Traditionally, deaf education has been treated as the domain of special educators who strive to overcome the difficulties associated with hearing loss. Recently, the sociocultural view of deafness has prompted research and academic study of Deaf culture, sign language linguistics, and bilingual education. Linda Komesaroff exposes the power of the entrenched dominant groups and their influence on the politics of educational policy and practice in Disabling Pedagogy: Power, Politics, and Deaf Education . Komesaroff suggests a reconstruction of deaf education based on educational and social theory. First, she establishes a deep and situated account of deaf education in Australia through interviews with teachers, Deaf leaders, parents, and other stakeholders. Komesaroff then documents a shift to bilingual education by one school community as part of her ethnographic study of language practices in deaf education. She also reports on the experiences of deaf students in teacher education. Her study provides an analytical account of legal cases and discrimination suits brought by deaf parents for lack of access to native sign language in the classroom. Komesaroff confronts the issue of cochlear implantation, locating it within the broader context of gene technology and bioethics, and advocates linguistic rights and self-determination for deaf people on the international level. Disabling Pedagogy concludes with a realistic assessment of the political challenge and the potential of the "Deaf Resurgence" movement to enfranchise deaf people in the politics of their own education.
Long Description
Traditionally, deaf education has been treated as the domain of special educators who strive to overcome the difficulties associated with hearing loss. Recently, the sociocultural view of deafness has prompted research and academic study of Deaf culture, sign language linguistics, and bilingual education. Linda Komesaroff exposes the power of the entrenched dominant groups and their influence on the politics of educational policy and practice in "Disabling Pedagogy: Power, Politics, and Deaf Education," Komesaroff suggests a reconstruction of deaf education based on educational and social theory. First, she establishes a deep and situated account of deaf education in Australia through interviews with teachers, Deaf leaders, parents, and other stakeholders. Komesaroff then documents a shift to bilingual education by one school community as part of her ethnographic study of language practices in deaf education. She also reports on the experiences of deaf students in teacher education. Her study provides an analytical account of legal cases and discrimination suits brought by deaf parents for lack of access to native sign language in the classroom. Komesaroff confronts the issue of cochlear implantation, locating it within the broader context of gene technology and bioethics, and advocates linguistic rights and self-determination for deaf people on the international level. "Disabling Pedagogy" concludes with a realistic assessment of the political challenge and the potential of the "Deaf Resurgence" movement to enfranchise deaf people in the politics of their own education.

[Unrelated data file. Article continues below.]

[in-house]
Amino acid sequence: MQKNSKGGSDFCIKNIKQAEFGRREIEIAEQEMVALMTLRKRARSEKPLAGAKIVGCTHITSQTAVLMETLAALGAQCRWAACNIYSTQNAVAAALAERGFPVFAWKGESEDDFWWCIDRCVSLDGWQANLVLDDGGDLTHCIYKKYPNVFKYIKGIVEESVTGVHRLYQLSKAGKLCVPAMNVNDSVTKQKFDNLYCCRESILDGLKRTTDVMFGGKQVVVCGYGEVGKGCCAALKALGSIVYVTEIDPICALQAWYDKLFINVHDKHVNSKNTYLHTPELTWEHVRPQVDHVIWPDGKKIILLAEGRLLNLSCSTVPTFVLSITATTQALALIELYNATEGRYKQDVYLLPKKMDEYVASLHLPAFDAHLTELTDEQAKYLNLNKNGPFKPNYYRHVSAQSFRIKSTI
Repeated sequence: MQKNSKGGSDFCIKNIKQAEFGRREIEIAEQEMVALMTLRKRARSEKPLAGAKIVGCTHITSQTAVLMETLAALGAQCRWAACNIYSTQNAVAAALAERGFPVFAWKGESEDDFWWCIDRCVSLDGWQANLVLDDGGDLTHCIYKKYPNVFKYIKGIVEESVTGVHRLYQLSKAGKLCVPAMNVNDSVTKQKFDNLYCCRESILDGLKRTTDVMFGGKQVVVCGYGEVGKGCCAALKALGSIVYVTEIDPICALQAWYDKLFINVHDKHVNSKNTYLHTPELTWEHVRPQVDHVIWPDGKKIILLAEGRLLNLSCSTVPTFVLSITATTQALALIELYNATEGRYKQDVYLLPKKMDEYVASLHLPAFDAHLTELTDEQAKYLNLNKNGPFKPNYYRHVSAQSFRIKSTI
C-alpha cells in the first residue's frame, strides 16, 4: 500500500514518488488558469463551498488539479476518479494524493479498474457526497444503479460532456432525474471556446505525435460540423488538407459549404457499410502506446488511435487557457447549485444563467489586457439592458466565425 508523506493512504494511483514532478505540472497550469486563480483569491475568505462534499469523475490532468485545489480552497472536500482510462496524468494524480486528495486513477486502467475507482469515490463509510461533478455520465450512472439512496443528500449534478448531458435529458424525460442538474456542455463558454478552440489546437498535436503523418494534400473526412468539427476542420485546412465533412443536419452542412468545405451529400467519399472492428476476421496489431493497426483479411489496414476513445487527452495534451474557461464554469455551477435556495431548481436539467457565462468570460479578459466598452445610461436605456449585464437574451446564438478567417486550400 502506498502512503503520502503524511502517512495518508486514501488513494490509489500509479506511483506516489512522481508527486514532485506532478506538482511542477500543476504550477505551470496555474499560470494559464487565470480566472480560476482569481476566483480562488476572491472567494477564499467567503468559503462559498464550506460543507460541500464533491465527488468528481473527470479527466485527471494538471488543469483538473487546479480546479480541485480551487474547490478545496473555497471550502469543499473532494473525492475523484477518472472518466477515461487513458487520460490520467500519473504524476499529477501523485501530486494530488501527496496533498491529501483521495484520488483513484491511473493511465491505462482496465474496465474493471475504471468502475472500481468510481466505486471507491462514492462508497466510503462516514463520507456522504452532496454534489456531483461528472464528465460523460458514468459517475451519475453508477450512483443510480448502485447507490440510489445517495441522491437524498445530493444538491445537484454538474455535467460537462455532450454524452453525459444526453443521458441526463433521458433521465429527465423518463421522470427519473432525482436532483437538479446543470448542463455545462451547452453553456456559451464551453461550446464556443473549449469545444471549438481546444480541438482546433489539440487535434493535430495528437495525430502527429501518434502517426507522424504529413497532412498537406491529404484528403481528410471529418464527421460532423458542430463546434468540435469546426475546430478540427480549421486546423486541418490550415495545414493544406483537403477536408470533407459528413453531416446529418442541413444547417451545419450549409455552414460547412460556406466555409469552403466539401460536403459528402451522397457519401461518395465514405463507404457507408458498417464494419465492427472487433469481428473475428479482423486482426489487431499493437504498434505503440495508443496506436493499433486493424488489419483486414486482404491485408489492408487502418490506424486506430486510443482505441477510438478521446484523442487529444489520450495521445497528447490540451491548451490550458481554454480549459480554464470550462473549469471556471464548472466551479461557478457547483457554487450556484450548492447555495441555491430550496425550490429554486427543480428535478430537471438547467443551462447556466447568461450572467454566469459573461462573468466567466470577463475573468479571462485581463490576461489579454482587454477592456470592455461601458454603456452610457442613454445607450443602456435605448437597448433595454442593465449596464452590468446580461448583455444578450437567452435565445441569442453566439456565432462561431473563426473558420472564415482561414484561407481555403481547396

Table of Contents
Acknowledgmentsp. vii
Prefacep. ix
Power, Politics, and Educationp. 1
Politically Active Researchp. 11
Curriculum of the Hearing Universityp. 39
Bilingual Educationp. 51
Parents Take Their Fight to the Courtsp. 76
Linguistic Rights and Self-Determinationp. 105
Conclusionp. 115
Referencesp. 121
Indexp. 133
Table of Contents provided by Ingram. All Rights Reserved.